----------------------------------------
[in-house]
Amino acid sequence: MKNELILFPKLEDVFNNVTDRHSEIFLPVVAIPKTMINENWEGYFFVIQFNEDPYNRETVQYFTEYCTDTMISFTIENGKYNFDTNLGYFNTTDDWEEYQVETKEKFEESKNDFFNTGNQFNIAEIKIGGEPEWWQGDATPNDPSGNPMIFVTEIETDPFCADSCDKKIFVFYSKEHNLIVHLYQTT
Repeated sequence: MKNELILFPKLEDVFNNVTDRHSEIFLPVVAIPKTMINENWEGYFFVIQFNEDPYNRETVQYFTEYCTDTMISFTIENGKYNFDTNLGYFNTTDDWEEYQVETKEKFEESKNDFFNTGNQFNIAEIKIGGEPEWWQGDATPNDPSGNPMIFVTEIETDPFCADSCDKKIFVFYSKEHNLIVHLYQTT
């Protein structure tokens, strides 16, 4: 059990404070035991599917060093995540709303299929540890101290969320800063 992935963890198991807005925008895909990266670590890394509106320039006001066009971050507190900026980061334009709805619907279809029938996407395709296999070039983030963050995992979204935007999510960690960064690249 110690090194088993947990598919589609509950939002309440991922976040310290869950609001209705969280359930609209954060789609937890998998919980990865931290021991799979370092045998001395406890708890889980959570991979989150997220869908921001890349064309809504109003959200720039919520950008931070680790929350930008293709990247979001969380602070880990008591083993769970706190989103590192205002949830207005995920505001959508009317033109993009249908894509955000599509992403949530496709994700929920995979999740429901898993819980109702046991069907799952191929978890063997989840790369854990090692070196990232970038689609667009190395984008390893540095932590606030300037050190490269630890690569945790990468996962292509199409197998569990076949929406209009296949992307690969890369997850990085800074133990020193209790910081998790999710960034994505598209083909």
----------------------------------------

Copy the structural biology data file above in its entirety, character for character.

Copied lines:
[in-house]
Amino acid sequence: MKNELILFPKLEDVFNNVTDRHSEIFLPVVAIPKTMINENWEGYFFVIQFNEDPYNRETVQYFTEYCTDTMISFTIENGKYNFDTNLGYFNTTDDWEEYQVETKEKFEESKNDFFNTGNQFNIAEIKIGGEPEWWQGDATPNDPSGNPMIFVTEIETDPFCADSCDKKIFVFYSKEHNLIVHLYQTT
Repeated sequence: MKNELILFPKLEDVFNNVTDRHSEIFLPVVAIPKTMINENWEGYFFVIQFNEDPYNRETVQYFTEYCTDTMISFTIENGKYNFDTNLGYFNTTDDWEEYQVETKEKFEESKNDFFNTGNQFNIAEIKIGGEPEWWQGDATPNDPSGNPMIFVTEIETDPFCADSCDKKIFVFYSKEHNLIVHLYQTT
């Protein structure tokens, strides 16, 4: 059990404070035991599917060093995540709303299929540890101290969320800063 992935963890198991807005925008895909990266670590890394509106320039006001066009971050507190900026980061334009709805619907279809029938996407395709296999070039983030963050995992979204935007999510960690960064690249 110690090194088993947990598919589609509950939002309440991922976040310290869950609001209705969280359930609209954060789609937890998998919980990865931290021991799979370092045998001395406890708890889980959570991979989150997220869908921001890349064309809504109003959200720039919520950008931070680790929350930008293709990247979001969380602070880990008591083993769970706190989103590192205002949830207005995920505001959508009317033109993009249908894509955000599509992403949530496709994700929920995979999740429901898993819980109702046991069907799952191929978890063997989840790369854990090692070196990232970038689609667009190395984008390893540095932590606030300037050190490269630890690569945790990468996962292509199409197998569990076949929406209009296949992307690969890369997850990085800074133990020193209790910081998790999710960034994505598209083909």